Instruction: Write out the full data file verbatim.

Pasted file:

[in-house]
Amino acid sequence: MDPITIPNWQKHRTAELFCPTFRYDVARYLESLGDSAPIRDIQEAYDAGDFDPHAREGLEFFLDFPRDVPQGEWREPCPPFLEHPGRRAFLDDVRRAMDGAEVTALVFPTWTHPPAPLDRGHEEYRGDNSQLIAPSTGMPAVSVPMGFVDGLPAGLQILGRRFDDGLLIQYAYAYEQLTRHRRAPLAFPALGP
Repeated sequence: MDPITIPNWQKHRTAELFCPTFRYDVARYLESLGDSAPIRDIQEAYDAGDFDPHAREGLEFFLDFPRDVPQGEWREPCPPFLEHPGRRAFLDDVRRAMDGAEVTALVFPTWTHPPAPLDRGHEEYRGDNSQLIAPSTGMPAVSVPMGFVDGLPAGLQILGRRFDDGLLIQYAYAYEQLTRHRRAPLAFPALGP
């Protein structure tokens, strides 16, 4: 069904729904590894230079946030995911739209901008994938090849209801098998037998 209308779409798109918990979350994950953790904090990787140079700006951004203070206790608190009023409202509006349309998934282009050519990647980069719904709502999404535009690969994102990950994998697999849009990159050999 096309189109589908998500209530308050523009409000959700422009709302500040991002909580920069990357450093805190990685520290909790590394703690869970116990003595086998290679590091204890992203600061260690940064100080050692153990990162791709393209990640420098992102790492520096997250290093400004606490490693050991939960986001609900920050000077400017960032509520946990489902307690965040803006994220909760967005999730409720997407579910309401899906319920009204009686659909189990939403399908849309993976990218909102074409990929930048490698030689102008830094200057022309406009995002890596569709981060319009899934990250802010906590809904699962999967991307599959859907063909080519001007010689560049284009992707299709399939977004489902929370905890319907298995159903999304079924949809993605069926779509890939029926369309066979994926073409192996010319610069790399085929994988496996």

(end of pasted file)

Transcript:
[in-house]
Amino acid sequence: MDPITIPNWQKHRTAELFCPTFRYDVARYLESLGDSAPIRDIQEAYDAGDFDPHAREGLEFFLDFPRDVPQGEWREPCPPFLEHPGRRAFLDDVRRAMDGAEVTALVFPTWTHPPAPLDRGHEEYRGDNSQLIAPSTGMPAVSVPMGFVDGLPAGLQILGRRFDDGLLIQYAYAYEQLTRHRRAPLAFPALGP
Repeated sequence: MDPITIPNWQKHRTAELFCPTFRYDVARYLESLGDSAPIRDIQEAYDAGDFDPHAREGLEFFLDFPRDVPQGEWREPCPPFLEHPGRRAFLDDVRRAMDGAEVTALVFPTWTHPPAPLDRGHEEYRGDNSQLIAPSTGMPAVSVPMGFVDGLPAGLQILGRRFDDGLLIQYAYAYEQLTRHRRAPLAFPALGP
């Protein structure tokens, strides 16, 4: 069904729904590894230079946030995911739209901008994938090849209801098998037998 209308779409798109918990979350994950953790904090990787140079700006951004203070206790608190009023409202509006349309998934282009050519990647980069719904709502999404535009690969994102990950994998697999849009990159050999 096309189109589908998500209530308050523009409000959700422009709302500040991002909580920069990357450093805190990685520290909790590394703690869970116990003595086998290679590091204890992203600061260690940064100080050692153990990162791709393209990640420098992102790492520096997250290093400004606490490693050991939960986001609900920050000077400017960032509520946990489902307690965040803006994220909760967005999730409720997407579910309401899906319920009204009686659909189990939403399908849309993976990218909102074409990929930048490698030689102008830094200057022309406009995002890596569709981060319009899934990250802010906590809904699962999967991307599959859907063909080519001007010689560049284009992707299709399939977004489902929370905890319907298995159903999304079924949809993605069926779509890939029926369309066979994926073409192996010319610069790399085929994988496996």